We had a breakthrough when we started using enzymes, as with traditional cheese-making methods, and subjected plant milk to a similar treatment to see if we could arrive at a coagulated mass: cheese curds. This is the technology we’ve patented.

Two white lab robes with FAERM's logo
Image courtesy of FÆRM

Please walk us through partnering with you to make plant-based cheese. Do you work only with Danish clients?
We work with clients worldwide, basically anyone interested in introducing a plant-based alternative to cheese in retail, restaurants, canteens, or elsewhere. Our partnerships are not exclusive to dairies either. We also work with plant-based food producers.

The process of working with us starts with deciding on the success criteria of the final product. This is something we do with our client, to make sure it’s something we can do and something they would be proud to send to the market with their own brand on it. 

During the development phase, we speak to our client about commercial terms and go-to-market strategy for their new product, and spar with them on how to make the processes work in their existing facilities. If they do not have existing facilities, then that is something we can use our network for as well.

We understand you offer services from product development to manufacturing. Do you have a dedicated team to manage your clients’ requests?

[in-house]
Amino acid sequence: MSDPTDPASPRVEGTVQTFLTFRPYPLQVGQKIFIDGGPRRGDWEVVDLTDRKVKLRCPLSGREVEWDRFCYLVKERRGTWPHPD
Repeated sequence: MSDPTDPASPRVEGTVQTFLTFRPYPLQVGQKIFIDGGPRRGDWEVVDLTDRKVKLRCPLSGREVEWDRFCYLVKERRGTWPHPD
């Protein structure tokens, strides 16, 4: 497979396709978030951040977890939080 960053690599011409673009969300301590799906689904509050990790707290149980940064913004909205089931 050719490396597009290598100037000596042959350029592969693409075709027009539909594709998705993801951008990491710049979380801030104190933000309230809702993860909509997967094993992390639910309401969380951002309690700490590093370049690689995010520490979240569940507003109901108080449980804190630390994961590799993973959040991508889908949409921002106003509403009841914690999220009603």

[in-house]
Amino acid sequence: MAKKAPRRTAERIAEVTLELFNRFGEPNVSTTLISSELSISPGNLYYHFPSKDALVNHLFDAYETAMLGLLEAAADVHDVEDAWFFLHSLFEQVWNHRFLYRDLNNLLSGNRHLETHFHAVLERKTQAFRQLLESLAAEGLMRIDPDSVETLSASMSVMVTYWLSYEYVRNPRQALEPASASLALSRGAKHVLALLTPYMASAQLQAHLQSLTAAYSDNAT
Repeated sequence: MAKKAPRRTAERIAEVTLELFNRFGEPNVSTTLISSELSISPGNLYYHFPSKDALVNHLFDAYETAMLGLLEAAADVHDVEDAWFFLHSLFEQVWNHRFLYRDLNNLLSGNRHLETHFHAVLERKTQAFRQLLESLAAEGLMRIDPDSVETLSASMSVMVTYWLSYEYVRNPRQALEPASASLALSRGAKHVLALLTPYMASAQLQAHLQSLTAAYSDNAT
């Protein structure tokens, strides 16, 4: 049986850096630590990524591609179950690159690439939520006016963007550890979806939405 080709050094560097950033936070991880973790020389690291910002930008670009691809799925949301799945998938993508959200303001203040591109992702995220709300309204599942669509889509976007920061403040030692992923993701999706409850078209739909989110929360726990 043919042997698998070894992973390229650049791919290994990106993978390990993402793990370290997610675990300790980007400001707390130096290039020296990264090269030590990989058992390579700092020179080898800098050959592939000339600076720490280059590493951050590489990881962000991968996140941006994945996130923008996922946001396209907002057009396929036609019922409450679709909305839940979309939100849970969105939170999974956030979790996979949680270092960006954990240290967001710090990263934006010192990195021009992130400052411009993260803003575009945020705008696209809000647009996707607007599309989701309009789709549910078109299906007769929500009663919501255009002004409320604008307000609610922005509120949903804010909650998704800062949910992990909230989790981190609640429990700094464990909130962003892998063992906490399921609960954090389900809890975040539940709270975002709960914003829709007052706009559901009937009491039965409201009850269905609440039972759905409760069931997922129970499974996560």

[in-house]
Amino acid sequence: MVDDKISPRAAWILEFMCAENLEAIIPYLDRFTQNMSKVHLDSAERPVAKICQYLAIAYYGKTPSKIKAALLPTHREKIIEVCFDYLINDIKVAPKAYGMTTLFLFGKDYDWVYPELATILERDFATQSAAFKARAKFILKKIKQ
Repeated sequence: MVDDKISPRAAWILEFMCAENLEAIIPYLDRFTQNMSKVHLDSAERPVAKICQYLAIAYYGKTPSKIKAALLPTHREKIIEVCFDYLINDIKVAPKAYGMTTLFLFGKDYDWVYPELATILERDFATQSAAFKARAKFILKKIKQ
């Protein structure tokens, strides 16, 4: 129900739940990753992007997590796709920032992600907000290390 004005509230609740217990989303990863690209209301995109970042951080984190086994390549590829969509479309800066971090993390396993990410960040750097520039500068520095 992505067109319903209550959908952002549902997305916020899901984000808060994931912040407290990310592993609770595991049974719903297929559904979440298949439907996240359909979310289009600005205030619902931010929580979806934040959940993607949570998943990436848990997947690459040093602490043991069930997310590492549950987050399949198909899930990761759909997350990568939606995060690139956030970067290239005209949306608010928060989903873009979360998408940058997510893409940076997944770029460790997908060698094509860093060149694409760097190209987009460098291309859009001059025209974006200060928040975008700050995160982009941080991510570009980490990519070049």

We do, yes. Most of our team is dedicated to R&D and managing partnerships, all of them specialized in biotech, microbiology, enzymes, proteins, or dairy engineering. They are experts in what they do and are some of the most creative people we have ever met.

brie cheese

Do you have a product portfolio?
We have a product portfolio of our ‘tried and trues’, but we encourage our partners to share with us what they think would work best for their target market. As we’ve learned from talking to customers, what constitutes a brie in Germany does not constitute a brie in France, and vice versa.

Our customers know their segment best, and since our technology can be easily customized, we want to ensure that we hit the right marks to make the product successful for a specific demographic. It’s a bit of a tailoring work.

Can you share any upcoming product launches or innovations that FÆRM is excited about?
We definitely can! FÆRM is actually entering the food service market of Denmark this autumn. It’s been a very long road to finally pull the trigger to produce some products on our own and not in a partnership.